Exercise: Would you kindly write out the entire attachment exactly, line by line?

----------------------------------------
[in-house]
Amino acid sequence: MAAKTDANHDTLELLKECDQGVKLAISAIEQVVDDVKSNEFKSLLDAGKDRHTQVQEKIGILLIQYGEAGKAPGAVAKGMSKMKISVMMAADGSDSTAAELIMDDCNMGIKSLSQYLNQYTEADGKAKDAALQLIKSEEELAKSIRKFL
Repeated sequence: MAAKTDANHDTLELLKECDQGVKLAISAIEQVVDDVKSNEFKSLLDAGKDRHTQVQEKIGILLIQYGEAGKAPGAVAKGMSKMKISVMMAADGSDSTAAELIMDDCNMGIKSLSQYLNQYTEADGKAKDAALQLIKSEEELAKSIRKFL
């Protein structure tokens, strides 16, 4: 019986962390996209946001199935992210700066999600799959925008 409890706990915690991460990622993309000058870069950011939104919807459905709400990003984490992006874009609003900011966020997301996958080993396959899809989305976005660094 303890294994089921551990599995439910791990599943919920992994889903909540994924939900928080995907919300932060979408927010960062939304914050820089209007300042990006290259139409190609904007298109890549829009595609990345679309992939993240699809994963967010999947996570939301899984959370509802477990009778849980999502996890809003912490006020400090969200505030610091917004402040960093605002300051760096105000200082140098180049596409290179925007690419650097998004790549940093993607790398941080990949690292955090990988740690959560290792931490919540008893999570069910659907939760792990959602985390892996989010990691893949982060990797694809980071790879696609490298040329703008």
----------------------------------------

[in-house]
Amino acid sequence: MAAKTDANHDTLELLKECDQGVKLAISAIEQVVDDVKSNEFKSLLDAGKDRHTQVQEKIGILLIQYGEAGKAPGAVAKGMSKMKISVMMAADGSDSTAAELIMDDCNMGIKSLSQYLNQYTEADGKAKDAALQLIKSEEELAKSIRKFL
Repeated sequence: MAAKTDANHDTLELLKECDQGVKLAISAIEQVVDDVKSNEFKSLLDAGKDRHTQVQEKIGILLIQYGEAGKAPGAVAKGMSKMKISVMMAADGSDSTAAELIMDDCNMGIKSLSQYLNQYTEADGKAKDAALQLIKSEEELAKSIRKFL
């Protein structure tokens, strides 16, 4: 019986962390996209946001199935992210700066999600799959925008 409890706990915690991460990622993309000058870069950011939104919807459905709400990003984490992006874009609003900011966020997301996958080993396959899809989305976005660094 303890294994089921551990599995439910791990599943919920992994889903909540994924939900928080995907919300932060979408927010960062939304914050820089209007300042990006290259139409190609904007298109890549829009595609990345679309992939993240699809994963967010999947996570939301899984959370509802477990009778849980999502996890809003912490006020400090969200505030610091917004402040960093605002300051760096105000200082140098180049596409290179925007690419650097998004790549940093993607790398941080990949690292955090990988740690959560290792931490919540008893999570069910659907939760792990959602985390892996989010990691893949982060990797694809980071790879696609490298040329703008």